This week saw the announcement of various lenses, including the long-awaited Tamron 150-500mm for E-mount cameras and Sony’s own 14mm 1.8 GM. Samyang also released its first autofocus lens for APS-C bodies, while Sony, Nikon and Fujifilm unveiled new firmware updates.
Tamron 150-500mm F/5-6.7 Di III VC VXD
The 150-500mm is a compact super telephoto lens designed for full frame E-mount cameras. It measures 21cm long (when at the 150mm position) and weights 1.72g (including the tripod mount). Not bad!
The lens features optical stabilisation (with a panning priority mode) and a linear motor mechanism for the autofocus. The tripod mount is compatible with Arca Swiss tripod heads.
Other characteristics of the Tamron 150-500mm include:
- 25 elements in 16 groups
- 1 Extra Low Dispersion element, 5 Low Dispersion elements, 2 Hybrid Aspherical elements
- seven blade aperture diaphragm
- minimum focusing of 60cm (150mm) and 180cm (500mm)
- moisture resistance
The 150-500mm will go on sale at the retail price of $1400. That makes it about $450 more expensive than the Sigma 100-400mm. Compared to Sony’s 200-600mm lens however, the Tamron is less expensive by $600. It sounds like a good compromise between cost, portability and zoom range, if the optical quality delivers of course. It could also be a great fit for Sony’s APS-C cameras if you want a 750mm equivalent field of view when zoomed in all the way.
Tamron 11–20mm F2.8 Di III-A RXD
Following the 17-70mm f2.8, Tamron has released a second zoom lens for Sony APS-C cameras, the ultra wide 11-20mm f2.8 (16.5-30mm equivalent). It looks like a nice alternative to the older Sony 10-18mm f4. It’s great to see Tamron fully committed to the E-mount system and giving some love to the APS-C segment as well.
Main characteristics of the Tamron 11-20mm:
- compact design (8.6cm long, 335g)
- 12 elements in 10 groups
- 2 Glass Molded Aspherical, 1 eXtra Low Dispersion and 2 Low Dispersion elements
- Min. focus: 15cm (11mm) and 24cm (20mm)
- 67mm filter thread (same as most of Tamron’s lenses for Sony)
- Stepping AF motor
- moisture resistant
It will go on sale for $830. Both Tamron lenses are expected to be available in June, although the company said this may vary depending on the global health crisis.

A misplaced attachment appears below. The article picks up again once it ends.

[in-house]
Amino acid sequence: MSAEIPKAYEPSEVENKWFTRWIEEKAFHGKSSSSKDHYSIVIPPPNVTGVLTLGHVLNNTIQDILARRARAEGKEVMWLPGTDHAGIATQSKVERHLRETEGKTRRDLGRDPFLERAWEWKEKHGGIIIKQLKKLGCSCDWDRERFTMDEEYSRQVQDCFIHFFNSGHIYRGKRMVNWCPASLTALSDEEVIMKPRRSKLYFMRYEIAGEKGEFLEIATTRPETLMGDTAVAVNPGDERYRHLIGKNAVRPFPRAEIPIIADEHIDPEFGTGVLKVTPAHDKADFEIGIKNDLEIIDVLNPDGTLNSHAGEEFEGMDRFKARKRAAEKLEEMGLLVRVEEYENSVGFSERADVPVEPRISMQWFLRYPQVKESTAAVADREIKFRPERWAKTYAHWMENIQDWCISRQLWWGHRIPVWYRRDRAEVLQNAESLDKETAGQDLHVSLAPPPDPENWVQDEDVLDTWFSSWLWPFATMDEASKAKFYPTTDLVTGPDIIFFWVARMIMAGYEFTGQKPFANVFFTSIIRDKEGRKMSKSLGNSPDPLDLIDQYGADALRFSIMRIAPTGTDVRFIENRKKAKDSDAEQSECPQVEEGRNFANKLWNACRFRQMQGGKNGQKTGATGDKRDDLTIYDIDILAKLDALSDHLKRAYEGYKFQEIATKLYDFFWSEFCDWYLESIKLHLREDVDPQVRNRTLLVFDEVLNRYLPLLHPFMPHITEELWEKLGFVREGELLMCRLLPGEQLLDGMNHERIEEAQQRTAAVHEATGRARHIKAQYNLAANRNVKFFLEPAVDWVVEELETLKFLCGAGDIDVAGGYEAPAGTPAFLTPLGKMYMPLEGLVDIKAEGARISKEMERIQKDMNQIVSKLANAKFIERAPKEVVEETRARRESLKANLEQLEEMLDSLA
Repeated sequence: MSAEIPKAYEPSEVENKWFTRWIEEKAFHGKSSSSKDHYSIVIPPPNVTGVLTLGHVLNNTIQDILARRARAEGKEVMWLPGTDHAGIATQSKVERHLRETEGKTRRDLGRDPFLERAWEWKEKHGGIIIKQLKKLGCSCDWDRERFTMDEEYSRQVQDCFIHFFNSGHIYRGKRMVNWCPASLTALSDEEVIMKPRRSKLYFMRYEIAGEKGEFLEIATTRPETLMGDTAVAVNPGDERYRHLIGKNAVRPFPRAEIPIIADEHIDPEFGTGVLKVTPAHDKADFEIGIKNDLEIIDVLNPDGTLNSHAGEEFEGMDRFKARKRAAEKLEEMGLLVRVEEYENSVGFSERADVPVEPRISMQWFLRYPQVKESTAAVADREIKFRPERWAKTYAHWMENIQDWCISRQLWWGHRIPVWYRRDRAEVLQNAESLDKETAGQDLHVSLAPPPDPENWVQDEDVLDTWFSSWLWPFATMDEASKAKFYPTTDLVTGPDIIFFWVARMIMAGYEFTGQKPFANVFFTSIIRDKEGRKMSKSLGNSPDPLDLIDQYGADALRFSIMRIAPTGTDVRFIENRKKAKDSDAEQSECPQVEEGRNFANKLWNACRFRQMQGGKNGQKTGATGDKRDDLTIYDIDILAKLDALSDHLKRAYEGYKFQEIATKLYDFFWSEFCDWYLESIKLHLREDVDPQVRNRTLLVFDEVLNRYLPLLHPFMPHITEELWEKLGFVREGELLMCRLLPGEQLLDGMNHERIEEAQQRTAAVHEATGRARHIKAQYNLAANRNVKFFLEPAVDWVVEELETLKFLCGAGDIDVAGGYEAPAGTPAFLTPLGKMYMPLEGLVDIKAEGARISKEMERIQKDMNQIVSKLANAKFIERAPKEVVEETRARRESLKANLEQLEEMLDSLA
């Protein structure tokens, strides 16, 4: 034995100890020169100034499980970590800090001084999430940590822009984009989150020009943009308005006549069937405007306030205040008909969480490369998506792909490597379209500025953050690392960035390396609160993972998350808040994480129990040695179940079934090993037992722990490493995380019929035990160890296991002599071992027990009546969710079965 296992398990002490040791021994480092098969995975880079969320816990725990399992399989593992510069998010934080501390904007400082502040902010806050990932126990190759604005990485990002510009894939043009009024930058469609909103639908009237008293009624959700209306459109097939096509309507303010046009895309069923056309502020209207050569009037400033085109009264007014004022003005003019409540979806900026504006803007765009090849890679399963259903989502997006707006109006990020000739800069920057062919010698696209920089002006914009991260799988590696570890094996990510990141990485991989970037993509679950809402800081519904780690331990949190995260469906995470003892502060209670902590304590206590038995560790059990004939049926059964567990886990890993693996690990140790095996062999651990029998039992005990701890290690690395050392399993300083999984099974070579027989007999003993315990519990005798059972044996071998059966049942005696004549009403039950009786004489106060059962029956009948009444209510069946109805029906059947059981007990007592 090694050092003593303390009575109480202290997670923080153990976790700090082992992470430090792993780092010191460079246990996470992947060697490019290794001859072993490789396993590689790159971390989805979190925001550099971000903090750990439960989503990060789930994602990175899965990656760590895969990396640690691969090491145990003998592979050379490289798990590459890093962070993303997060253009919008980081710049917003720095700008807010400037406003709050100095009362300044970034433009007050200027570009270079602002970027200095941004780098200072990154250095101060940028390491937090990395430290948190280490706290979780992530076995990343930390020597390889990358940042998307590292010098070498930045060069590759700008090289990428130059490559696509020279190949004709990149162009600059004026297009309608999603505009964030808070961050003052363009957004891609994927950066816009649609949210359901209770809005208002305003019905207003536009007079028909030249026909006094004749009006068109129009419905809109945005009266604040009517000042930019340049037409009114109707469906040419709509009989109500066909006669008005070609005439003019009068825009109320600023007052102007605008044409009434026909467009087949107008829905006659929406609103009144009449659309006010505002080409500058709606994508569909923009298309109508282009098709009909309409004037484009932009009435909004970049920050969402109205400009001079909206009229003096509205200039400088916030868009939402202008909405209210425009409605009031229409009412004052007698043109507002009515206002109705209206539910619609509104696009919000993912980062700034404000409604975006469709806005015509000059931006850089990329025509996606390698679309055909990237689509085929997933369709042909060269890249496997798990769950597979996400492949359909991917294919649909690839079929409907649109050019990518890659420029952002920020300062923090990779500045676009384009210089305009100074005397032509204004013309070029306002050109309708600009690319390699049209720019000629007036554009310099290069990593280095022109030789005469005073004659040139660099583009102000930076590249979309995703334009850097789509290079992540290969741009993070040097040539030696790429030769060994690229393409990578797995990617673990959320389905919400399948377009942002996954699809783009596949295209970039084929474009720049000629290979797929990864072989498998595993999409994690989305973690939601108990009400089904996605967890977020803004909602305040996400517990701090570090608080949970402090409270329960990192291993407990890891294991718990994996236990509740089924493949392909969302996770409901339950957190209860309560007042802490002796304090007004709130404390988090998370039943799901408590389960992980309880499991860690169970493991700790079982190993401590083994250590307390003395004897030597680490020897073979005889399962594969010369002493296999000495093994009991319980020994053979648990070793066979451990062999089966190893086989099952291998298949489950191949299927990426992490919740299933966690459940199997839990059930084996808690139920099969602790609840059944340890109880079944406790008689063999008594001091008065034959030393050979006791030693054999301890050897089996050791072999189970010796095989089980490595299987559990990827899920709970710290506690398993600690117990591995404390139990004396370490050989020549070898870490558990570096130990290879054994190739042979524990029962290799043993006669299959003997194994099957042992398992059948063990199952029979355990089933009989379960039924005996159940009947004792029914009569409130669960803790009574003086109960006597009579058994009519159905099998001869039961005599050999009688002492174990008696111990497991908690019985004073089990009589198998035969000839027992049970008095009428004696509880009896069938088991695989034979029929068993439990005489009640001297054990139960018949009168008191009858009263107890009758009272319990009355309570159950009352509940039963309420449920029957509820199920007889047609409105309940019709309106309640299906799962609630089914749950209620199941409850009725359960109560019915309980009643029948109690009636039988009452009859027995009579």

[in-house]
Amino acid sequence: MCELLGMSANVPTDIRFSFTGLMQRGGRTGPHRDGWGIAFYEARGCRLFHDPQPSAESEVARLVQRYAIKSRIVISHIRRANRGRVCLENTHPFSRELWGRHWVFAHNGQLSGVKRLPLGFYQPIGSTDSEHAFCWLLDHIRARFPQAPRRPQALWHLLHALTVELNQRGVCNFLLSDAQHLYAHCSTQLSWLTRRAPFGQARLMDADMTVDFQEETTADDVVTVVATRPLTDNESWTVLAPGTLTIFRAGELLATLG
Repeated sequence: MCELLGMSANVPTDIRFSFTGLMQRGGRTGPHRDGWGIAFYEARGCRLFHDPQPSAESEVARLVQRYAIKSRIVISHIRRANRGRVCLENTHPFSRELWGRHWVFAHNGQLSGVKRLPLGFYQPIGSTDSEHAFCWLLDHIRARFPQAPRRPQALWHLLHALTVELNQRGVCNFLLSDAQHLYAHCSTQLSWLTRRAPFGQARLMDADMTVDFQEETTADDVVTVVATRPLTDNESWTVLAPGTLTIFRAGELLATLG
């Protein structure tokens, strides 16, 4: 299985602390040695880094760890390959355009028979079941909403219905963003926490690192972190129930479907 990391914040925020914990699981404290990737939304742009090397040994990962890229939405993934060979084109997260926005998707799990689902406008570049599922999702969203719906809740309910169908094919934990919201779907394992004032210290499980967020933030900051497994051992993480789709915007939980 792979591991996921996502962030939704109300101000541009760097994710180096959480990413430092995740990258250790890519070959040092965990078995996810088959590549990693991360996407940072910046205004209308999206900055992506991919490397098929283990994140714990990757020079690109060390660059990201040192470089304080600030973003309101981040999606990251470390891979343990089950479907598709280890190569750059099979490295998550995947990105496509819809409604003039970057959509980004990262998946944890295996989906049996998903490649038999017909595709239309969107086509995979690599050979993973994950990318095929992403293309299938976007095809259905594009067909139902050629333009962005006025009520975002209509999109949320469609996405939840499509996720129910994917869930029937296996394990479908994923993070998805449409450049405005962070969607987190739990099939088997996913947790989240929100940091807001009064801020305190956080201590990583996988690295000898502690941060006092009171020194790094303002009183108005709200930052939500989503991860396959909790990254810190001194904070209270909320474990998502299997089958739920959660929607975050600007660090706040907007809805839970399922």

Sony 14mm F1.8 GM
Sony continues to release new lenses at an impressive pace. The 14mm is an ultra wide angle lens with a fast aperture of f/1.8, making it tempting for astrophotography among other things. The lens is surprisingly compact, being smaller than the Sigma 14mm 1.8 Art (460g vs 1230g), although bear in mind that the latter was designed for DSLRs, which explains the larger dimensions.
In addition to the focus ring, you’ll find an aperture ring that can be de-clicked, an AF/MF switch and a customisable button. The hood is fixed and there is no filter thread at the front, which is to be expected with this kind of lens. However, you can insert gelatine filters on the rear and Sony provides a filter template to cut them to the right size.
Other characteristics of the Sony 14mm F1.8:
- 14 elements in 11 groups
- 2 Extreme Aspherical or XA (a trademark of the G Master series), 1 Super ED and 2 ED elements
- 2 Linear AF motor
- Min. focus distance: 25cm
Not exactly cheap, but not too unreasonable either, the 14mm 1.8 will be sold for $1600 or £1400.
Samyang AF 12mm F2 E
More love for Sony’s APS-C series, this time from Samyang. After producing several AF lenses for the full frame line-up, the 12mm F2 (18mm equivalent) is the first AF lens designed for APS-C bodies. It looks to be a modified version of the popular 12mm f2 NCS CS lens (manual focus) where, in addition to adding autofocus, Samyang has also revised the optical design by adding more special glass elements.
The lens is weather sealed, has a linear stepping AF motor and is tiny: 224g and 6cm long. There are no controls on the barrel other than the focus ring. The price is also attractive at $400.
Other characteristics of the Samyang 12mm F2:
- 12 Elements in 10 Groups
- 1 H-Aspherical, 1 Aspherical and 3 ED elements
- 7 diaphragm blades
- Min. focus: 19cm
- 62mm filter thread
Tokina 400mm F8 Reflex
The 400mm lens is now available for RF mount and Z mount. Announced last year for various systems including Sony E-mount, Tokina took an unusual approach: instead of making lenses with different mounts, it offers various adapters to make the reflex lens compatible with your specific camera. It costs $250.
Various firmware updates have been announced and/or released.
Firmware 4.00 will bring a lot of improvements to the medium format flagship camera including better AF performance, better interaction between IBIS and optical stabilisation, the Nostalgic Neg Film Simulation mode and much more. You can read all the details in Fujifilm’s press release. The firmware will be available to download in June.
Nikon Z6 and Z7 series
All Nikon full frame mirrorless cameras can receive a new firmware update from April 26th (tomorrow if you’re reading this article on the day of publishing):
- Z6 and Z7: version 3.30 adds a Save Focus Position mode that allows you to save the AF point when you turn the camera off and on. Additionally, the Z6 will receive the voice memo recording / play function, which will come to the Z6 mark II as well at a later date
- Z6 II and Z7 II: version 1.20 improves the AF in low light situations and when using speedlights, as well as when selecting face/eye detection or Subject-Tracking AF
- Z5: version 1.10 improves the Low-Light AF mode
- Z50: version 2.10 ads the Save Focus Position mode
Sony A7S III
Firmware 2.01 fixes a few issues and improves the overall stability of the camera. It is already available to download from the Sony Support page.
Until next week!